We packed a modest picnic of PB&J, Pringles, Primal Strips, water and our new picnic blanket handmade locally, one of the few purchases we've made in Africa. The boat ride was calm and the island pleasantly unpopulated. We wandered up the leeward side and found a nice spot to pitch the blanket and enjoy lunch. I can't remember now what we talked about? Hermit crabs that we noticed, the cleanliness of the beach, whether the tide was coming in or going out. It was just a Saturday, after all, like any other...

We sat for a bit and decided to walk further up the beach, towards the end of the island. We came to a flat, rocky patch and the trail permitted no further on foot, so we donned our snorkels and fins and left our backpacks on the shore. The water was shallow, crystal green and blue. Not too many fish to speak of, but the water allowed pleasant flopping and snorkeling. We could see the end of the island, beyond which lay the broad openness of the Indian Ocean.

We stopped at the island's end, knees in the sand, and watched the beautiful line of waves breaking over the submerged reef in the near distance. Tankers and container ships beyond, lined up waiting for port.

What happened next my human brain was unable to fully store in memory, but I have clear sensations that help me recapture most of the moments: I was partly on my knees and partly sitting, Karl was sitting with his flippers out in front of him. With every passing wave, we gently rocked around and were never static or solidly planted on the ocean floor. I had a beautiful view and was daydreaming of surfing. We hugged, kissed, and got gently tossed around with the movement of the great ocean, comparatively calm in our protected waters.

Karl started to talk. He was saying something about it being time to put things into place, or something like that. He was looking at me and I at him and I could hardly believe what was unfolding. He had his mask and snorkel on top his head, his flippers nosing out of the water as he bounced around. He looked ridiculous and perfect. I had my mask and snorkel on top my own head, my hair a disastrous mess, my eyes squinting as the sun was making its presence known at last. I could picture what we both looked like, and it was great. Like two happy children playing in the water. I started giggling uncontrollably, suddenly so shy or bashful or some such ridiculous emotion around this man whom I've shared my life with for more than three and a half years. I began to tear up and cry even as I couldn't stop giggling and smiling.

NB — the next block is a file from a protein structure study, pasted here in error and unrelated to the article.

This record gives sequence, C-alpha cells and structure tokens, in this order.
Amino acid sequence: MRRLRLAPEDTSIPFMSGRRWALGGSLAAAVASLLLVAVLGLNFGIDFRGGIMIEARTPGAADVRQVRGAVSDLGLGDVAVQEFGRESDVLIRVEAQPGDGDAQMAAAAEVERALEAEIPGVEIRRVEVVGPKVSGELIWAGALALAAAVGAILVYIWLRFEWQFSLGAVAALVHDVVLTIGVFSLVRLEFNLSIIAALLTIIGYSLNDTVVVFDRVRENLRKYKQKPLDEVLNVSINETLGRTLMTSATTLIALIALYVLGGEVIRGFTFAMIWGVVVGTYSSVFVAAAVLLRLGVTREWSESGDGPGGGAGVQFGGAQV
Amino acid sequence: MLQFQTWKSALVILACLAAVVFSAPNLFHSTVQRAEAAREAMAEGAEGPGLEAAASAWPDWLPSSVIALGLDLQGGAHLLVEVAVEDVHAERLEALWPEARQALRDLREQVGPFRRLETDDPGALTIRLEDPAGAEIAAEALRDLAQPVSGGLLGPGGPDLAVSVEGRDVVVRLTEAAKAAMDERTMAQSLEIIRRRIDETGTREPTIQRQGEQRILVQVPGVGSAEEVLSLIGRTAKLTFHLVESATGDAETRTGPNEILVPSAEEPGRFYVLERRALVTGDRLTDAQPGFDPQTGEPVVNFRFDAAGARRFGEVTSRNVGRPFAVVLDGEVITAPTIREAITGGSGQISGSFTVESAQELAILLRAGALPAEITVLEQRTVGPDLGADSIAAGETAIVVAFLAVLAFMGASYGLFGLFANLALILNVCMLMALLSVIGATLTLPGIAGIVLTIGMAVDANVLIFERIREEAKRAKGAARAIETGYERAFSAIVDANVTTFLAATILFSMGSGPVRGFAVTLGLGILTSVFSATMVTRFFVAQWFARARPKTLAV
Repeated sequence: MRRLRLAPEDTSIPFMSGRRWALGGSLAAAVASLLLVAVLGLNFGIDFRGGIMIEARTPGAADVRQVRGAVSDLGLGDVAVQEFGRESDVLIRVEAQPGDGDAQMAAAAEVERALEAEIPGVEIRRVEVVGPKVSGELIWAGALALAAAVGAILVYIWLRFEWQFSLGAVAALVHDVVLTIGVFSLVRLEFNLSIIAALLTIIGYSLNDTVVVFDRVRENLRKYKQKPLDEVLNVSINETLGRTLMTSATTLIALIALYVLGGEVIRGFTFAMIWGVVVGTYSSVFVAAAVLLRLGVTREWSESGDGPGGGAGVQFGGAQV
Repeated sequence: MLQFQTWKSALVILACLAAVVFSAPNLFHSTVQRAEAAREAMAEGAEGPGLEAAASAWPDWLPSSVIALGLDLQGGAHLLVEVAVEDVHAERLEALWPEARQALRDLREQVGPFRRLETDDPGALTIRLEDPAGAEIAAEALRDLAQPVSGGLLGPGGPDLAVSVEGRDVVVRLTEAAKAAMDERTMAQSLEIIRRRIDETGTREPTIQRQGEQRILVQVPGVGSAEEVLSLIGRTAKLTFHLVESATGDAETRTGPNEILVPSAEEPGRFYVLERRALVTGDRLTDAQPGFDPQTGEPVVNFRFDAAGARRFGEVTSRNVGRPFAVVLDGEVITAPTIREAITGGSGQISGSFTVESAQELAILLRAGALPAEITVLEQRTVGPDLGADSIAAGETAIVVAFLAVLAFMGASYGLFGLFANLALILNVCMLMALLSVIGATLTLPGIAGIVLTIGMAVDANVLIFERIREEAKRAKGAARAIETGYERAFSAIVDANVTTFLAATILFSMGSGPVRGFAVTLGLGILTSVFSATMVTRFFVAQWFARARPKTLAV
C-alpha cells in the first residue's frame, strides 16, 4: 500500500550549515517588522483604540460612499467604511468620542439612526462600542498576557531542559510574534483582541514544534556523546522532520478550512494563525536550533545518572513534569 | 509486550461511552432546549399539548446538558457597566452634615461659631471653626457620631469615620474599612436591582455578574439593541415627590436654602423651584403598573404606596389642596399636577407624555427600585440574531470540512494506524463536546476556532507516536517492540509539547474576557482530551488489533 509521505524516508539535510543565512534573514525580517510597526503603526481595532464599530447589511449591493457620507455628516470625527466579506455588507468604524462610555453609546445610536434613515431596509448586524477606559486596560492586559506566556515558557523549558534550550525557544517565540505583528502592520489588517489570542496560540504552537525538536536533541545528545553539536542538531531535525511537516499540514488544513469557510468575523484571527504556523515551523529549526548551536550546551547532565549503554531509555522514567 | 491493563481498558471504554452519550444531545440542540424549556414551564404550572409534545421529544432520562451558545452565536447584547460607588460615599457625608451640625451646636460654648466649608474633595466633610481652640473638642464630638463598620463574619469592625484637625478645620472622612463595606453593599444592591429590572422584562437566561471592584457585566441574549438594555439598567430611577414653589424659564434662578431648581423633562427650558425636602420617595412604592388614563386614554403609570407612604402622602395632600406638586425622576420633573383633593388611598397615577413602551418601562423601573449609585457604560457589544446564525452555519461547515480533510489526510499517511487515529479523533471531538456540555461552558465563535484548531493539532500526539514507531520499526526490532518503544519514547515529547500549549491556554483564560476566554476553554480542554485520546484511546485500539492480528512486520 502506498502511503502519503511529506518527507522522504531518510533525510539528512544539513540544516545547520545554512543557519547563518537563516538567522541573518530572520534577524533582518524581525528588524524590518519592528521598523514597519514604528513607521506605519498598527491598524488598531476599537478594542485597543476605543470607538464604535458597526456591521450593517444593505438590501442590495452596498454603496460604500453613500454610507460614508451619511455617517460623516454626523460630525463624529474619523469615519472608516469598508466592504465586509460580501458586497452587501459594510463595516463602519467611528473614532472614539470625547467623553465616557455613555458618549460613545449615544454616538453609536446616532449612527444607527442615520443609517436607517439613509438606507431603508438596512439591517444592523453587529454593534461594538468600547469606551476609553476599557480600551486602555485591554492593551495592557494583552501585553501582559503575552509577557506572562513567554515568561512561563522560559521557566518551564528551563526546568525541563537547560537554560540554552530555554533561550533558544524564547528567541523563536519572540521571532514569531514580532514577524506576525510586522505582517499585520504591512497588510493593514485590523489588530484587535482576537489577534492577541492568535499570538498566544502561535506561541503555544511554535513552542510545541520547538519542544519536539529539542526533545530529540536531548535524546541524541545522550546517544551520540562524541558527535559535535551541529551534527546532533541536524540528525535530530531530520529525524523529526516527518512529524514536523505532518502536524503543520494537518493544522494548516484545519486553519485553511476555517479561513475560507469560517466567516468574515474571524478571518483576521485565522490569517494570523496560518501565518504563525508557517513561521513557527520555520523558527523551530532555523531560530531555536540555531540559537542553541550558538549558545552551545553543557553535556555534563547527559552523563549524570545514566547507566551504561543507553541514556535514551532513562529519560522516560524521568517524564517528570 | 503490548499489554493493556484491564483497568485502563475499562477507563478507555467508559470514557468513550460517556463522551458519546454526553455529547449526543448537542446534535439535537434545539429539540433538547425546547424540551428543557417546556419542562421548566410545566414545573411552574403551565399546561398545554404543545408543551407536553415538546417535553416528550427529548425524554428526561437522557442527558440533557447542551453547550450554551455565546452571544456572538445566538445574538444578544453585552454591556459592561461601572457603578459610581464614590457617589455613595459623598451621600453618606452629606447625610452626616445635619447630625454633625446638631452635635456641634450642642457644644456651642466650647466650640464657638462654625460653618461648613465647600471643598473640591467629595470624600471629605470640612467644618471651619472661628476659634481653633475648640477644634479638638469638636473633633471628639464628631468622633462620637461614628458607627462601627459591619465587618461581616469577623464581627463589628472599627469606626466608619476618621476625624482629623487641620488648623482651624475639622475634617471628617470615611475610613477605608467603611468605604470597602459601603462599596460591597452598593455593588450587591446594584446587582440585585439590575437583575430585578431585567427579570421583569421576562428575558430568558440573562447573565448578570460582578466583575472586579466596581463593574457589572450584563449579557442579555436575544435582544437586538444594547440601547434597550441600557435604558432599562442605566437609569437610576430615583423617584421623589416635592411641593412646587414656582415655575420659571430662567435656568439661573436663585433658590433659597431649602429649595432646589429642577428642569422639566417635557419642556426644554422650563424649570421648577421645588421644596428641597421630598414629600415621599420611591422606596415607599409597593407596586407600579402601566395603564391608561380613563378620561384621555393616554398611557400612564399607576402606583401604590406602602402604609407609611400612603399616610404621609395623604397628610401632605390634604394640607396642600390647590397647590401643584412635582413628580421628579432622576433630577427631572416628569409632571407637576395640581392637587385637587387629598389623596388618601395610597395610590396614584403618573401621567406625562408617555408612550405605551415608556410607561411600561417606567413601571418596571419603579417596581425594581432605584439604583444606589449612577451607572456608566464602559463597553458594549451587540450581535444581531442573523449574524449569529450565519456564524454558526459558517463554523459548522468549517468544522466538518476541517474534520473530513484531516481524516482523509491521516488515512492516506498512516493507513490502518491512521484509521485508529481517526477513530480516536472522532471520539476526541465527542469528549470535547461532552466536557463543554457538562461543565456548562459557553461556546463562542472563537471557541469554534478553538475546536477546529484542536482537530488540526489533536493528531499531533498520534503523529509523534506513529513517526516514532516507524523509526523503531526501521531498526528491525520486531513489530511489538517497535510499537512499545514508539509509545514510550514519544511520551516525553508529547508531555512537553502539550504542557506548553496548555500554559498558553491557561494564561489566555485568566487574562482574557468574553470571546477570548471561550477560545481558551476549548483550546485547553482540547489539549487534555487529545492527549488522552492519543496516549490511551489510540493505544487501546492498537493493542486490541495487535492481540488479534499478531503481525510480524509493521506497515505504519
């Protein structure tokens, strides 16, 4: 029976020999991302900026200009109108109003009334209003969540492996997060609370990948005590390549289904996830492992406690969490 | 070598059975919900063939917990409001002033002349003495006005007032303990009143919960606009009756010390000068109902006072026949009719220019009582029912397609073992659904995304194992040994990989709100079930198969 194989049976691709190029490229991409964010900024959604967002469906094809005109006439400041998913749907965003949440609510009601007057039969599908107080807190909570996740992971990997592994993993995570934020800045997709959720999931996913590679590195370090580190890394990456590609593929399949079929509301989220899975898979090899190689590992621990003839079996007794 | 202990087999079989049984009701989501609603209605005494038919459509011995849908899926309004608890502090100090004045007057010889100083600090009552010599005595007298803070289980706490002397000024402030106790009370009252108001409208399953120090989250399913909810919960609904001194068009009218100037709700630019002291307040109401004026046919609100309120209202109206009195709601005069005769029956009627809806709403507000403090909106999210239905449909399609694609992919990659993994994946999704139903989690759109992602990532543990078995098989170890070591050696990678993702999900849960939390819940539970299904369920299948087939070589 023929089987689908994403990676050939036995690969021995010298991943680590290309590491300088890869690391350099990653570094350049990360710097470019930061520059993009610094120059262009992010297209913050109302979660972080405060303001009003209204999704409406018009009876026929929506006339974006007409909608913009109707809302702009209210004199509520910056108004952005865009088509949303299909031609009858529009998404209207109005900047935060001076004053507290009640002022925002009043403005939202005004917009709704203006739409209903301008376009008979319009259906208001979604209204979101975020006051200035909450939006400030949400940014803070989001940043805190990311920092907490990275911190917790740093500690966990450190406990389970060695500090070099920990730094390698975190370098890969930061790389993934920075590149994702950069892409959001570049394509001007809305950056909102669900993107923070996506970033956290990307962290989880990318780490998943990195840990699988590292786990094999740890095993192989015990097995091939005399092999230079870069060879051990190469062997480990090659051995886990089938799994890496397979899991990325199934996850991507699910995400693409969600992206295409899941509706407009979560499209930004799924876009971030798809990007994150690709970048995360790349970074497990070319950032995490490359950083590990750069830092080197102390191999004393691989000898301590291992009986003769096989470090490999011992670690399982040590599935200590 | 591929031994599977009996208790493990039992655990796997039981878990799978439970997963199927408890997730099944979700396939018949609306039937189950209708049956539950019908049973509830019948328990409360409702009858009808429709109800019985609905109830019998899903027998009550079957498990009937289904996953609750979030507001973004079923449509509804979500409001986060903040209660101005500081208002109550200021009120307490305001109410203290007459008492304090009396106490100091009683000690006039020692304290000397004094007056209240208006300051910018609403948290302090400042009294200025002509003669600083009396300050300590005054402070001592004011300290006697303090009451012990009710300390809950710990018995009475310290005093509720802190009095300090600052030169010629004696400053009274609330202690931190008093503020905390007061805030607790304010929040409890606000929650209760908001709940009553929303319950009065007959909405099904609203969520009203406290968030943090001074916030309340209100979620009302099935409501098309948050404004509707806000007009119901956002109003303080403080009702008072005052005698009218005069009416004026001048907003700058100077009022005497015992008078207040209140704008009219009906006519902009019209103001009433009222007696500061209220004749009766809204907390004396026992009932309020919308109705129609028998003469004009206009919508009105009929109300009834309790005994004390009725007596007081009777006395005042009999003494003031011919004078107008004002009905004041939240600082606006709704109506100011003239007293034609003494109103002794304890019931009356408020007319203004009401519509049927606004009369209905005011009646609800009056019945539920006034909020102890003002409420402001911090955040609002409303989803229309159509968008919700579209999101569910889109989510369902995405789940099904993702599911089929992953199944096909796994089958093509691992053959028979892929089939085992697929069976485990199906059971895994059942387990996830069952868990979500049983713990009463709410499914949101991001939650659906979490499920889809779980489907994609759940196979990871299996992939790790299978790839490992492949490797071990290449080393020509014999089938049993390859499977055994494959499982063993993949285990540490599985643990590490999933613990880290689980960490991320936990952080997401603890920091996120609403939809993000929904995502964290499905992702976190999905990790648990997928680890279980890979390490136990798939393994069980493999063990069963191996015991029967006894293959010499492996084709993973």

He was smiling as he asked. He said it simply, "Abigail, will you marry me?" Aaaahhh, all I did was hug him. I was feeling and sensing and experiencing, aware primarily of my physical body, embracing him and feeling how wonderful it felt, how well we fit together, how natural, how safe, how good.

Water girl that I am, a proposal couldn't have been better that this. And I was so surprised! So happily surprised! So happy that it was a surprise. My thinking self, the one that gets me up at 2am, was hardly to be found, but she did break through with a message that there was something I must articulate. "Yes," I said, smiling big and bursting with joy.